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Betz v. Director of Division of Motor Vehicles

New Jersey Supreme Court


Decided: June 16, 1958.

BRUNO W. BETZ, ADMINISTRATOR AD PROSEQUENDUM OF THE ESTATE OF ROBERT OTTMAN BETZ, DECEASED, PLAINTIFF-APPELLANT,
v.
DIRECTOR OF DIVISION OF MOTOR VEHICLES IN THE DEPARTMENT OF LAW AND PUBLIC SAFETY, OF THE STATE OF NEW JERSEY, DEFENDANT-RESPONDENT

For affirmance -- Chief Justice Weintraub, and Justices Heher, Wachenfeld, Burling, Francis and Proctor. For reversal -- None. The opinion of the court was delivered by Proctor, J.

Proctor

[27 NJ Page 326]

Plaintiff, the administrator ad prosequendum of the estate of Robert Ottman Betz, instituted an action against the Director of the Division of Motor Vehicles pursuant to N.J.S.A. 39:6-78 of the Unsatisfied Claim and Judgment Fund Law. L. 1952, c. 174, p. 570, as amended, N.J.S.A. 39:6-61 to 91. The complaint alleged that on July 16, 1956 Betz was killed while driving an automobile on Route No. 15 in Sparta Township, Sussex County, New Jersey, when he was negligently forced off the road by a motor vehicle, the identity of which and that of its owner and operator were unknown. The complaint further stated that at the time of the accident the decedent was a resident of the State of New York, and that his personal representative, the plaintiff, is also a resident of that state. There was no allegation that decedent was an owner of a motor vehicle registered in New Jersey.

The Director moved to dismiss the complaint for failure to state a cause of action on the ground that the decedent was not a "qualified person" within the purview of N.J.S.A. 39:6-62. The trial court granted the motion, holding that since the state of decedent's residence, New York, did not afford New Jersey residents recourse of a substantially similar character to that provided by the New Jersey Fund law, plaintiff's decedent was not a "qualified person"; therefore, plaintiff could not maintain an action against the Director.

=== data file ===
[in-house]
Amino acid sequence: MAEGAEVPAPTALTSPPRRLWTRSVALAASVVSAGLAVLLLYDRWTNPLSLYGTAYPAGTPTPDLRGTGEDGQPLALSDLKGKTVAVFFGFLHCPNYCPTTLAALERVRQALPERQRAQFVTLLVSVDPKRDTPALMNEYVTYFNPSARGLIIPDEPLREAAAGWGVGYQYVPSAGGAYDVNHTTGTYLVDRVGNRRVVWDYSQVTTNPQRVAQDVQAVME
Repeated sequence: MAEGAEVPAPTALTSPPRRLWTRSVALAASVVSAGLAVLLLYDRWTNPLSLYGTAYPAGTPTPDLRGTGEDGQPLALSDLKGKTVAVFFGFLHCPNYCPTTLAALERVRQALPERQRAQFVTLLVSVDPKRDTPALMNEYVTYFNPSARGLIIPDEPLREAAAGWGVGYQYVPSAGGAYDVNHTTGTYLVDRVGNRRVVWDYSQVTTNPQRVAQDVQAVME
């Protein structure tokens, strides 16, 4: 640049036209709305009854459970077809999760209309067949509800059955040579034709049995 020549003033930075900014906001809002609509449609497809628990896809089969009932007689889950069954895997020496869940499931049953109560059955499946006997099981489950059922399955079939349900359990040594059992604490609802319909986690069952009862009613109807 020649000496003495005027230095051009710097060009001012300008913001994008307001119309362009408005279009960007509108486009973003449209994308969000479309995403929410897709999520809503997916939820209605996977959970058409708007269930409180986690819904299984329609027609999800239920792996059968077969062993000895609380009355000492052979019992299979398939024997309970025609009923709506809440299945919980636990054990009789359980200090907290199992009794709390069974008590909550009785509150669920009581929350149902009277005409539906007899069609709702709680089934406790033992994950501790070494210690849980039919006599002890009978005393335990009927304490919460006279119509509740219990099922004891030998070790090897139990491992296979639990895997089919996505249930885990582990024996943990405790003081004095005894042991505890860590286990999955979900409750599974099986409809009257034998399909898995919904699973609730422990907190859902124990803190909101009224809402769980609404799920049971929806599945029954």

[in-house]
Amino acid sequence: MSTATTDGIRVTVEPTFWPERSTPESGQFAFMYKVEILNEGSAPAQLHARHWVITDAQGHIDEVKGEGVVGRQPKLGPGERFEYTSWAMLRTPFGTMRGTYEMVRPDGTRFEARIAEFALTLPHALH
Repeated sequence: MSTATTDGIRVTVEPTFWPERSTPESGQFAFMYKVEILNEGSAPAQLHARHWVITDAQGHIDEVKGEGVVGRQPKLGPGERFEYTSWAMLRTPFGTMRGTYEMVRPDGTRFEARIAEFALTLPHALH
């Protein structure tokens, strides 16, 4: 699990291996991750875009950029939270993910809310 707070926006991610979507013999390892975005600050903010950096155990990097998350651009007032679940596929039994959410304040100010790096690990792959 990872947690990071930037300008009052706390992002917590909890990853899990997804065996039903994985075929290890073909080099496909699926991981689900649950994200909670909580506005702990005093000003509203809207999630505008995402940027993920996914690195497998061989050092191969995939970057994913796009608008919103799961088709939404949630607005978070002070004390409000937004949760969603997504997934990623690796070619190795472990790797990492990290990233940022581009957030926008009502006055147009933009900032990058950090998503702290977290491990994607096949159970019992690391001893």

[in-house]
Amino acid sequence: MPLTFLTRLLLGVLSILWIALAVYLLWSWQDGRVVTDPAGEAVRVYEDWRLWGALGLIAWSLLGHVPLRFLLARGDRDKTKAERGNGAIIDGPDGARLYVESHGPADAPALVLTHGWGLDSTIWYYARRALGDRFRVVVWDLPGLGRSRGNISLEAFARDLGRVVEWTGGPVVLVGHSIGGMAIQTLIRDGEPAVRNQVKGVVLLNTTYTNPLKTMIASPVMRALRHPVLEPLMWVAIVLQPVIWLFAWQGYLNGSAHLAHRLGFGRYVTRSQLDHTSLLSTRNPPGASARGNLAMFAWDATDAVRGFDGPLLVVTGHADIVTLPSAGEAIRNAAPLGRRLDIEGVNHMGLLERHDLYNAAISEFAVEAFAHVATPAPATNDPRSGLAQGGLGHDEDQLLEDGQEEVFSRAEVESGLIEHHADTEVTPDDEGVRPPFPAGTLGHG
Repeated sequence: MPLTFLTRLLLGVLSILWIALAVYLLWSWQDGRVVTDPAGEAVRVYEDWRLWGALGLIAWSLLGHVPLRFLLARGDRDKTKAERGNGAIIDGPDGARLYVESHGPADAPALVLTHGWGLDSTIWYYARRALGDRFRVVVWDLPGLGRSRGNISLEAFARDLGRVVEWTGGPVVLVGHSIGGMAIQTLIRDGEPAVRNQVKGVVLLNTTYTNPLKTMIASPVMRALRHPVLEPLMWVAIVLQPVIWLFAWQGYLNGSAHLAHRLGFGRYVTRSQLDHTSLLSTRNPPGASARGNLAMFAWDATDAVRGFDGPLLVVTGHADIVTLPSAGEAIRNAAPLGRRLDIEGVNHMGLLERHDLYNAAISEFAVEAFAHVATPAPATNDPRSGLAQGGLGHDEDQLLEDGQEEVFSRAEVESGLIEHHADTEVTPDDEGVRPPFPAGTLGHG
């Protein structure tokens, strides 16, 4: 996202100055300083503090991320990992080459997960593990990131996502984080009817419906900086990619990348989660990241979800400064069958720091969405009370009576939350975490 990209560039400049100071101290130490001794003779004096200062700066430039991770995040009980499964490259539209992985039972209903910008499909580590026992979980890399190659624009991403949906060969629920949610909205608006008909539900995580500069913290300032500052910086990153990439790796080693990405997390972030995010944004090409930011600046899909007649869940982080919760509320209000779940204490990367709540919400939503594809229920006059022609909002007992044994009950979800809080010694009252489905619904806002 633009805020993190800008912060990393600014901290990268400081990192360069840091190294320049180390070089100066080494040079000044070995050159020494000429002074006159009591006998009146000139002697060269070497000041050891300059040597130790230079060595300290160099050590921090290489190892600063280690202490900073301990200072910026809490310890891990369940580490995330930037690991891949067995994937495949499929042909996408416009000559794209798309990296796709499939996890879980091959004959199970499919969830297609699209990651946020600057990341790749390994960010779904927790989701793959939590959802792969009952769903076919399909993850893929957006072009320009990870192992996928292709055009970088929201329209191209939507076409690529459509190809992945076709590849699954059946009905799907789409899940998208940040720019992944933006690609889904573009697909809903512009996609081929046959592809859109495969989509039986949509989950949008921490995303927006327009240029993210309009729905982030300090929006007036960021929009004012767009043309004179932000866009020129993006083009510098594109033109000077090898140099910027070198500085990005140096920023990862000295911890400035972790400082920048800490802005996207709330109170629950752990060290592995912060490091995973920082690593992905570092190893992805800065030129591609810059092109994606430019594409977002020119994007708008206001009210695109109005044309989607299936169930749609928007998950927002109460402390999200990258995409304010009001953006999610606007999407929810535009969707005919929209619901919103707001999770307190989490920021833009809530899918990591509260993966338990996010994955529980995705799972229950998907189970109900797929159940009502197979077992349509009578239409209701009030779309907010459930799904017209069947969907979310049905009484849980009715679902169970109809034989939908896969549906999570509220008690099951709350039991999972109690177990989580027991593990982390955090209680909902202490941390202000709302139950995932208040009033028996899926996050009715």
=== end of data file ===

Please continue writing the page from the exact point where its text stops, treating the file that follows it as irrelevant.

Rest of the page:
[27 NJ Page 327]

Plaintiff's appeal has been certified for review by this court on its own motion.

At the oral argument the court called to counsels' attention that New York had, on April 15, 1958, enacted an amendment to the New York Motor Vehicle Financial Security Act, L. 1956, c. 655, Vehicle and Traffic Law, McKinney's Consol. Laws, c. 71, § 93 et seq. Subsequent to the oral argument counsel for both parties submitted supplemental briefs dealing with the effect of this amendment.

The plaintiff contends that the victim of a "hit-and-run" accident need not be a "qualified person," as defined in N.J.S.A. 39:6-62, in order to maintain an action against the Director pursuant to N.J.S.A. 39:6-78; that the language of this section "When the death of * * * any person arises out of [a hit and run accident]" should be construed to mean "that any victim, regardless of the qualifications set forth in the definition of terms in the statute (R.S. 39:6-62), should have the right to the cause of action created by the statute." Plaintiff further contends that the decedent was a "qualified person" within the definition of N.J.S.A. 39:6-62 since the State of New York affords a remedy substantially similar to that provided in New Jersey.

The language of the relevant provisions of the statute effectively refutes the plaintiff's contention that "any person" who is the victim of a "hit-and-run" accident may maintain an action against the Director. N.J.S.A. 39:6-78 provides inter alia:

"When the death of * * * any person arises out of the ownership, maintenance or use of a motor vehicle in this State * * * but the identity of the motor vehicle and the operator * * * thereof cannot be ascertained * * *, any qualified person who would have a cause of action against the operator or owner or both in respect to such death, * * * may bring an action therefor against the director * * * but no judgment against the director shall be entered * * * unless the court is satisfied, upon * * * hearing the action, that --